I began walking from Genevilla soon after 8.30 this morning, leaving Pam and Julie behind as they had decided to give the mountain a miss. Instead they caught a lift with Guy (pronounced Gee), our host for last night. The plan was that he would drop them at the village of Kripán, from where they would walk the last 11.5 kms. I planned, and did, walk the 27 kms. The only thing is that we all got lost, and consequently I walked just over 29kms!
Sue and Jeremy heading into Cabredo. It was soon after this that we started climbing the mountain.
The view from the the top looking back towards where we stayed.
The path after leaving Lapoblación skirts around the bottom of the mountains, more or less following the contours.
Looking across to the hot dusty road along which we trudged, and to the view beyond.
Again, looking back, this time from Laguardia to the distant village that had been a lunch stop
Sue & Jeremy exploring the village of Kripán. It was soon after this that I got lost, as did Phillippe, and Pam & Julie!
Somehow I got ahead of Sue & Jeremy and didn't get a chance to thank them for sharing my day. I hope they read this and know how grateful I was.
Climbing the mountain during the overcast morning was easy compared to the afternoon of walking on an undulating dirt road in the blazing sun. By the time I walked into Laguardia I had abandoned any thoughts of walking on to Fuenmayor and after having some refreshments I organised to catch a taxi the 15 kms there, which Pam and Julie had done a few hours earlier.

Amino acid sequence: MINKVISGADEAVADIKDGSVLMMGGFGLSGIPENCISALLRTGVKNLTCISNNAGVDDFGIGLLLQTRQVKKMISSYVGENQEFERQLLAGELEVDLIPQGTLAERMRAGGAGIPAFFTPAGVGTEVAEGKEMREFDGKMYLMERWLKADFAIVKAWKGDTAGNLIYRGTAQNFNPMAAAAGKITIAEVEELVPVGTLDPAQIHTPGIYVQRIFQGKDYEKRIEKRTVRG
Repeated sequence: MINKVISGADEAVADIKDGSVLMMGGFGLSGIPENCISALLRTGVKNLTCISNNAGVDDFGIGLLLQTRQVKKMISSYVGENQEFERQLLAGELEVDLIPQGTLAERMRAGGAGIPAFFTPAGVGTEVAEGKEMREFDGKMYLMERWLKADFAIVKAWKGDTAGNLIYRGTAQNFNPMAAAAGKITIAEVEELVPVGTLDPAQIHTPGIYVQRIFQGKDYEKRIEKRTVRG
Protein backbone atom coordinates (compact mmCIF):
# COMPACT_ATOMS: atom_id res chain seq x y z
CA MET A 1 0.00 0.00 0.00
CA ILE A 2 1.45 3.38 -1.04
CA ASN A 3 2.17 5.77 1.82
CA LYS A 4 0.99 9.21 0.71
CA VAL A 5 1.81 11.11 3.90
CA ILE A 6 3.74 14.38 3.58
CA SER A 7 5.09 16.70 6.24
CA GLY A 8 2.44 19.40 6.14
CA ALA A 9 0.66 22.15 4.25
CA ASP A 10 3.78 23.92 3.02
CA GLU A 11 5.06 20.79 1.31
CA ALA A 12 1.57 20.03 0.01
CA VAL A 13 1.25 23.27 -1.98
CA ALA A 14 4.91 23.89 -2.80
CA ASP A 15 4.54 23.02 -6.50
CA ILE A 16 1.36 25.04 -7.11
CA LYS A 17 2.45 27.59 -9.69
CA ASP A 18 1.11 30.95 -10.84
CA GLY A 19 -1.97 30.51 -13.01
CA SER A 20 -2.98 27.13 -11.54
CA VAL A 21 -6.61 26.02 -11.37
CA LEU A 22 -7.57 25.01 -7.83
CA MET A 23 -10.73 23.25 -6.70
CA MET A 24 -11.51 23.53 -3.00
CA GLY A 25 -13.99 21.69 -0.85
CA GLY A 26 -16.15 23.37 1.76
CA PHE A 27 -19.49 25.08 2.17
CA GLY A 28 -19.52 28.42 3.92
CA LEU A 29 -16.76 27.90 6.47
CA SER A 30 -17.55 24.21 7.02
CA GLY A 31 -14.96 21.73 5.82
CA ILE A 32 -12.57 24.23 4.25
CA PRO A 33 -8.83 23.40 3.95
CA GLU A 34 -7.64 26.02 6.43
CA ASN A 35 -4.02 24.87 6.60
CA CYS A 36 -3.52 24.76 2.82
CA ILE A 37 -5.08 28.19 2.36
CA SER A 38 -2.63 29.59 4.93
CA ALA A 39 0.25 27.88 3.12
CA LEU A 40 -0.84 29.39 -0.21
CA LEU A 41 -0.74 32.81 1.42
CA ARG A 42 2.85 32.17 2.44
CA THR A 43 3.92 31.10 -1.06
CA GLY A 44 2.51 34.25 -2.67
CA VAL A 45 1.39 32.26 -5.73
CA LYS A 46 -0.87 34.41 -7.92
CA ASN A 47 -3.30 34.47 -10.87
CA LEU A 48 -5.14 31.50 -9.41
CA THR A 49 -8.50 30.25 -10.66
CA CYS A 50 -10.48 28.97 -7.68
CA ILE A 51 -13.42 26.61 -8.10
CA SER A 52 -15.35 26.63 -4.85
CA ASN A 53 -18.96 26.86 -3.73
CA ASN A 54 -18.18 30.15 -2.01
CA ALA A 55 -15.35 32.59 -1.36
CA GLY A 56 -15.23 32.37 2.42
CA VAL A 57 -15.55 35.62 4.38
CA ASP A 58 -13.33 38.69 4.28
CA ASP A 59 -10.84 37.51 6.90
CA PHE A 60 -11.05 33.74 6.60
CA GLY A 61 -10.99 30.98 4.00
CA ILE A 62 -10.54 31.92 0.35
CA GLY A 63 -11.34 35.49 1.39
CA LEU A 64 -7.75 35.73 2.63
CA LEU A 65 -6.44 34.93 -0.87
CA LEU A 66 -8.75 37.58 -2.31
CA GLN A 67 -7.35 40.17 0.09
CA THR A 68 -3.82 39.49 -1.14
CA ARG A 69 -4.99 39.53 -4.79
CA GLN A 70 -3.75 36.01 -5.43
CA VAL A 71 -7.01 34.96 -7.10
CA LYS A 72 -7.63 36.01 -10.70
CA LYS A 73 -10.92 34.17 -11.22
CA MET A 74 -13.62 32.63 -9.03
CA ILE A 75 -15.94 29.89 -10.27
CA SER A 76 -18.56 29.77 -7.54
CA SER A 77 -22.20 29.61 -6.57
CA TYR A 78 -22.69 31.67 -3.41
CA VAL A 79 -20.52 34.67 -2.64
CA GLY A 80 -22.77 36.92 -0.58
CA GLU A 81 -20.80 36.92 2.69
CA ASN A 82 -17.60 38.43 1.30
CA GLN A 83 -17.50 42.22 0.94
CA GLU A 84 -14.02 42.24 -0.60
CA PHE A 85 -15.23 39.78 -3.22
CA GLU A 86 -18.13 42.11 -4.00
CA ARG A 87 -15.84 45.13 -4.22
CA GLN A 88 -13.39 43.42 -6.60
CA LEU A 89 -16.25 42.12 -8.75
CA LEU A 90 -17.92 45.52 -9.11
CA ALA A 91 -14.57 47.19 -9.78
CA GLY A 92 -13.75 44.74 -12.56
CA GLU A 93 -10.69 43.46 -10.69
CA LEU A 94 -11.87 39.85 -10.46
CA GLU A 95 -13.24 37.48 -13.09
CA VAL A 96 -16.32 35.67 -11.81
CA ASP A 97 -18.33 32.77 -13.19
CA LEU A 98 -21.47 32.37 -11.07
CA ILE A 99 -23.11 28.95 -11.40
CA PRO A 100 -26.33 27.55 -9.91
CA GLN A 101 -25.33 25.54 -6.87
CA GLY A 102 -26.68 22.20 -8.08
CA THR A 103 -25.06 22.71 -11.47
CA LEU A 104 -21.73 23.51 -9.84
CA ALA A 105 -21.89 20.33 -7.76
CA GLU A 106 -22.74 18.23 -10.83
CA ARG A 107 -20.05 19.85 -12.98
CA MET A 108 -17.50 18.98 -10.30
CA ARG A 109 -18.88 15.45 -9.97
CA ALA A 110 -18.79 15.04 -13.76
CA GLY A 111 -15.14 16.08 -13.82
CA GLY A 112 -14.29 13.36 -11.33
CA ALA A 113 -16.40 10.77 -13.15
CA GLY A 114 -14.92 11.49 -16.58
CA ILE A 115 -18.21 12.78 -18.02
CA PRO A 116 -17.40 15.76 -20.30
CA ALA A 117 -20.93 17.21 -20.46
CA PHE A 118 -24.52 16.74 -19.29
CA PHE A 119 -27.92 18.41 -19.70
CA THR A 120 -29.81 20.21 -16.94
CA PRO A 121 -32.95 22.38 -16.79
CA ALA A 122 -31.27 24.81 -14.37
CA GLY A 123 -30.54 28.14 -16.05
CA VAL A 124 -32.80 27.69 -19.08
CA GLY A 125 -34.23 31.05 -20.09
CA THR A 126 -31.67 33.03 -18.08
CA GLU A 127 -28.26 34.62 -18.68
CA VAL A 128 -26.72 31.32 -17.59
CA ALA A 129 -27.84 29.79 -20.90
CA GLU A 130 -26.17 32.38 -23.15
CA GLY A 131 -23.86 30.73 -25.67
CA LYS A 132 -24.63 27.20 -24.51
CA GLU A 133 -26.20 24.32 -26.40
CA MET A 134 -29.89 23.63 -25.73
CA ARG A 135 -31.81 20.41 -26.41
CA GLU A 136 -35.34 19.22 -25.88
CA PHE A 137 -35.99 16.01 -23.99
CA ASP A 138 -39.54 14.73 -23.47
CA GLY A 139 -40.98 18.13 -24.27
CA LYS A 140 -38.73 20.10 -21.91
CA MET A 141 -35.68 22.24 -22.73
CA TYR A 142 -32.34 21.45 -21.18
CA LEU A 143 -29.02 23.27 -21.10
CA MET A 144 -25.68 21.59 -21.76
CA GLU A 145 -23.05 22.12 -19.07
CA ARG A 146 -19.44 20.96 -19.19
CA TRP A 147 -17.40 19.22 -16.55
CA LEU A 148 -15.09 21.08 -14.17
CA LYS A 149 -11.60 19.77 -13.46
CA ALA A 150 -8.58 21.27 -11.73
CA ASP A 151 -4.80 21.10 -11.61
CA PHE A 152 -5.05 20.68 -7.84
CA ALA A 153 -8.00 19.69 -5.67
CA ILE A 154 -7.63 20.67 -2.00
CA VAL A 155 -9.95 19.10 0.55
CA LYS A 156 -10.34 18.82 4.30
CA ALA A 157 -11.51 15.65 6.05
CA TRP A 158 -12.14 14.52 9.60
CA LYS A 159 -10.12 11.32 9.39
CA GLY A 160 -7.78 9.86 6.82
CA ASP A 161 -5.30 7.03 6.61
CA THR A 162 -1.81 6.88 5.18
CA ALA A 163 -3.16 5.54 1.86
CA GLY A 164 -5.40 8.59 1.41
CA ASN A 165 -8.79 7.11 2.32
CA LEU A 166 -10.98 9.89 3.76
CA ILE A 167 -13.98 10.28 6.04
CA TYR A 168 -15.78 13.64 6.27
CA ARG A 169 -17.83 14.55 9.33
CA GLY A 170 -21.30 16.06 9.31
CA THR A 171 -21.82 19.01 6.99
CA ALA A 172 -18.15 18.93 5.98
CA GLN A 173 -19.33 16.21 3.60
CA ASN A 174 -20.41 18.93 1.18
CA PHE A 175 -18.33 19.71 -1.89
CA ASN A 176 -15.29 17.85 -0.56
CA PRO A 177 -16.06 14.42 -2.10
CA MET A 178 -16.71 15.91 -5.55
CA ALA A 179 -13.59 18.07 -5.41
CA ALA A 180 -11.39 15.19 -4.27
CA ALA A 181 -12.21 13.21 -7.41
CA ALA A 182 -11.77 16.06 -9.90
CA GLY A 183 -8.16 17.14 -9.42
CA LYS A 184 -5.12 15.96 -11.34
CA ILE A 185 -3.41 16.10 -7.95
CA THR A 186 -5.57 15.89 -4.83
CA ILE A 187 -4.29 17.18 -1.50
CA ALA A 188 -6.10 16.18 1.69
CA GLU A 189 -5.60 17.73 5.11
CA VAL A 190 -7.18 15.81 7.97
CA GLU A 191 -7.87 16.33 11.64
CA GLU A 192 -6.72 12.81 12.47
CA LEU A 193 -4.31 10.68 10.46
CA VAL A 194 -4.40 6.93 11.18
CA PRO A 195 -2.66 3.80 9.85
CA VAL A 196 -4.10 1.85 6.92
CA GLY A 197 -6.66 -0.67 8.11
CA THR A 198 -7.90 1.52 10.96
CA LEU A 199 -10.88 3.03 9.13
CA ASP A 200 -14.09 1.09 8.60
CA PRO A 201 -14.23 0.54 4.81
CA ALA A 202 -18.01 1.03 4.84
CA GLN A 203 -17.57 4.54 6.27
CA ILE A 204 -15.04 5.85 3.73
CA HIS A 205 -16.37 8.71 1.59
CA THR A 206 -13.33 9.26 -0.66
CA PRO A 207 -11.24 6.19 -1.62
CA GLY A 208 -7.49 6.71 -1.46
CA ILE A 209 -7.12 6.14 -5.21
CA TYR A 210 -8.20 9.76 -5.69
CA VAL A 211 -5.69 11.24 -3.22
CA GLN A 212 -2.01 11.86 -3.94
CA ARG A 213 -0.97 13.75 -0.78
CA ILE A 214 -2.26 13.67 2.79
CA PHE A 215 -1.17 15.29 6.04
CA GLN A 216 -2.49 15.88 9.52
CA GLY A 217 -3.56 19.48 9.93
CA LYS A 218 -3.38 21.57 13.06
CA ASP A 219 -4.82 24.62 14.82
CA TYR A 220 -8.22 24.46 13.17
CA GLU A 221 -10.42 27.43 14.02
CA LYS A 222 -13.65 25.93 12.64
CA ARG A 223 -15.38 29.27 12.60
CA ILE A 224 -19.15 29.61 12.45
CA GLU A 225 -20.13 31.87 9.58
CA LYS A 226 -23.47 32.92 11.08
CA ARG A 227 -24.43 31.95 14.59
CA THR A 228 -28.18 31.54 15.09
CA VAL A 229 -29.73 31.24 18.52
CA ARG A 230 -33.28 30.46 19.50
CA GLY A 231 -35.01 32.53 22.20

There were a couple of treats today. One was seeing the red peppers (or maybe chilli's) hanging from windows to dry in the sun. The other was seeing a couple of flocks of sheep in the fields, and in particular having to wait for one to pass by as it was being led by the shepherd onto the fields. This is one of my favourite sights in Spain but I have never actually had to negotiate the flock as I had to today.
Chilli's hanging from a first floor window and drying in the sun.
The shepherd leading his flock, on the outskirts of Meano.
The flock not only had sheep but a good sprinkling of goats, numerous dogs, and three mules.
Laguardia is a lovely town - very old and on top of a mesa, a flat topped hill of which there are a number in this region. This has been the last day of walking in the Pyrenees. Now we are in Navarra and the scenery is predominantly vineyards (and bodegas - the wineries). Tomorrow we continue in wine territory - though there is only one of the three of us who partakes!
We by-passed the village of Meano, cutting across the upper side of it. This meant we looked down on the roofs!